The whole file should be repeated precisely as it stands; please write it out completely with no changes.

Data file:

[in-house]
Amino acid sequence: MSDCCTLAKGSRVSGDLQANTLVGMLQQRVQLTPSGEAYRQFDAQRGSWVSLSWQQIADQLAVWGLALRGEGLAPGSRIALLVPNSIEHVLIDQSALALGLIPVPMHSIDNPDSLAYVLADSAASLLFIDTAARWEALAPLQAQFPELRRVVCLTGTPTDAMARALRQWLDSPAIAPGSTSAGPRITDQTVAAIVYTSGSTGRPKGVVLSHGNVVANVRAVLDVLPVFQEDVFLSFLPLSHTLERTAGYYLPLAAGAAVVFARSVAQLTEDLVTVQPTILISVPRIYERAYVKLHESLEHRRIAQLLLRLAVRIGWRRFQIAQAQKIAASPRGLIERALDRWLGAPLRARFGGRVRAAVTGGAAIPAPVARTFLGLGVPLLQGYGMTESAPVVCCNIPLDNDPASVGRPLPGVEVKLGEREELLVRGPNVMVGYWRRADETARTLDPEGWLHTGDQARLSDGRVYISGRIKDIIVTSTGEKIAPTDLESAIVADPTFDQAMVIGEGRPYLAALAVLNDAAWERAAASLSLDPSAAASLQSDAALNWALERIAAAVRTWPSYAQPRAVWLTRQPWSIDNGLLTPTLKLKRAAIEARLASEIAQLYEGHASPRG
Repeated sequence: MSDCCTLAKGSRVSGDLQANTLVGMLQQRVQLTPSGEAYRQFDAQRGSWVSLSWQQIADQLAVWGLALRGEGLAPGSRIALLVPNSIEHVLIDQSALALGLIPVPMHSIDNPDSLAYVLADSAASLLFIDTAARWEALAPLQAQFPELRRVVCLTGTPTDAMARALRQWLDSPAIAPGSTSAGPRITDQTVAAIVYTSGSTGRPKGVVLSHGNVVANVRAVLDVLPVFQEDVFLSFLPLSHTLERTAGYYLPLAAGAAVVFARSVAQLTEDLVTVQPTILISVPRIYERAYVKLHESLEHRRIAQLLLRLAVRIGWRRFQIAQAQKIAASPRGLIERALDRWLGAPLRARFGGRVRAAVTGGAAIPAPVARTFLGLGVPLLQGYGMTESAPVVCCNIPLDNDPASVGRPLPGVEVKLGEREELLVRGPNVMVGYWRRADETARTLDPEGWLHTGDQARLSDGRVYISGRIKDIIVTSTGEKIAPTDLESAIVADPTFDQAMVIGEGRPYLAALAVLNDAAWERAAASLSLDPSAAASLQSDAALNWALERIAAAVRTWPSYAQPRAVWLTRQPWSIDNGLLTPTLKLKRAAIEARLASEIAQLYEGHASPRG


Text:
[in-house]
Amino acid sequence: MSDCCTLAKGSRVSGDLQANTLVGMLQQRVQLTPSGEAYRQFDAQRGSWVSLSWQQIADQLAVWGLALRGEGLAPGSRIALLVPNSIEHVLIDQSALALGLIPVPMHSIDNPDSLAYVLADSAASLLFIDTAARWEALAPLQAQFPELRRVVCLTGTPTDAMARALRQWLDSPAIAPGSTSAGPRITDQTVAAIVYTSGSTGRPKGVVLSHGNVVANVRAVLDVLPVFQEDVFLSFLPLSHTLERTAGYYLPLAAGAAVVFARSVAQLTEDLVTVQPTILISVPRIYERAYVKLHESLEHRRIAQLLLRLAVRIGWRRFQIAQAQKIAASPRGLIERALDRWLGAPLRARFGGRVRAAVTGGAAIPAPVARTFLGLGVPLLQGYGMTESAPVVCCNIPLDNDPASVGRPLPGVEVKLGEREELLVRGPNVMVGYWRRADETARTLDPEGWLHTGDQARLSDGRVYISGRIKDIIVTSTGEKIAPTDLESAIVADPTFDQAMVIGEGRPYLAALAVLNDAAWERAAASLSLDPSAAASLQSDAALNWALERIAAAVRTWPSYAQPRAVWLTRQPWSIDNGLLTPTLKLKRAAIEARLASEIAQLYEGHASPRG
Repeated sequence: MSDCCTLAKGSRVSGDLQANTLVGMLQQRVQLTPSGEAYRQFDAQRGSWVSLSWQQIADQLAVWGLALRGEGLAPGSRIALLVPNSIEHVLIDQSALALGLIPVPMHSIDNPDSLAYVLADSAASLLFIDTAARWEALAPLQAQFPELRRVVCLTGTPTDAMARALRQWLDSPAIAPGSTSAGPRITDQTVAAIVYTSGSTGRPKGVVLSHGNVVANVRAVLDVLPVFQEDVFLSFLPLSHTLERTAGYYLPLAAGAAVVFARSVAQLTEDLVTVQPTILISVPRIYERAYVKLHESLEHRRIAQLLLRLAVRIGWRRFQIAQAQKIAASPRGLIERALDRWLGAPLRARFGGRVRAAVTGGAAIPAPVARTFLGLGVPLLQGYGMTESAPVVCCNIPLDNDPASVGRPLPGVEVKLGEREELLVRGPNVMVGYWRRADETARTLDPEGWLHTGDQARLSDGRVYISGRIKDIIVTSTGEKIAPTDLESAIVADPTFDQAMVIGEGRPYLAALAVLNDAAWERAAASLSLDPSAAASLQSDAALNWALERIAAAVRTWPSYAQPRAVWLTRQPWSIDNGLLTPTLKLKRAAIEARLASEIAQLYEGHASPRG